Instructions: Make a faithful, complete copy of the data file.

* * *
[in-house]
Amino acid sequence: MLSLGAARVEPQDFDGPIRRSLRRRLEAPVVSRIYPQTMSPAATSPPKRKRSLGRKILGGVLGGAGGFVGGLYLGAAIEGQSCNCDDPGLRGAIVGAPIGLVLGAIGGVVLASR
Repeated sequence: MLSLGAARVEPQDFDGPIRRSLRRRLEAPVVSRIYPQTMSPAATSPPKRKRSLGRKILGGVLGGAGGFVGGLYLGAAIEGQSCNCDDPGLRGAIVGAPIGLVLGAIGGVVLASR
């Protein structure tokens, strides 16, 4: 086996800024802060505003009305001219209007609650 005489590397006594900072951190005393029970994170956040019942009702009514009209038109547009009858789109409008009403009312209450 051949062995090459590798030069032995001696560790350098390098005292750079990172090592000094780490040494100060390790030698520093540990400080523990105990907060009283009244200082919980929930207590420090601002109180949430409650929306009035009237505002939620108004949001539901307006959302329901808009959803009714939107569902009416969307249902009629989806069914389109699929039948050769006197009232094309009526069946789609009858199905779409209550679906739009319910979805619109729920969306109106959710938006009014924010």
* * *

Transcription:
[in-house]
Amino acid sequence: MLSLGAARVEPQDFDGPIRRSLRRRLEAPVVSRIYPQTMSPAATSPPKRKRSLGRKILGGVLGGAGGFVGGLYLGAAIEGQSCNCDDPGLRGAIVGAPIGLVLGAIGGVVLASR
Repeated sequence: MLSLGAARVEPQDFDGPIRRSLRRRLEAPVVSRIYPQTMSPAATSPPKRKRSLGRKILGGVLGGAGGFVGGLYLGAAIEGQSCNCDDPGLRGAIVGAPIGLVLGAIGGVVLASR
């Protein structure tokens, strides 16, 4: 086996800024802060505003009305001219209007609650 005489590397006594900072951190005393029970994170956040019942009702009514009209038109547009009858789109409008009403009312209450 051949062995090459590798030069032995001696560790350098390098005292750079990172090592000094780490040494100060390790030698520093540990400080523990105990907060009283009244200082919980929930207590420090601002109180949430409650929306009035009237505002939620108004949001539901307006959302329901808009959803009714939107569902009416969307249902009629989806069914389109699929039948050769006197009232094309009526069946789609009858199905779409209550679906739009319910979805619109729920969306109106959710938006009014924010």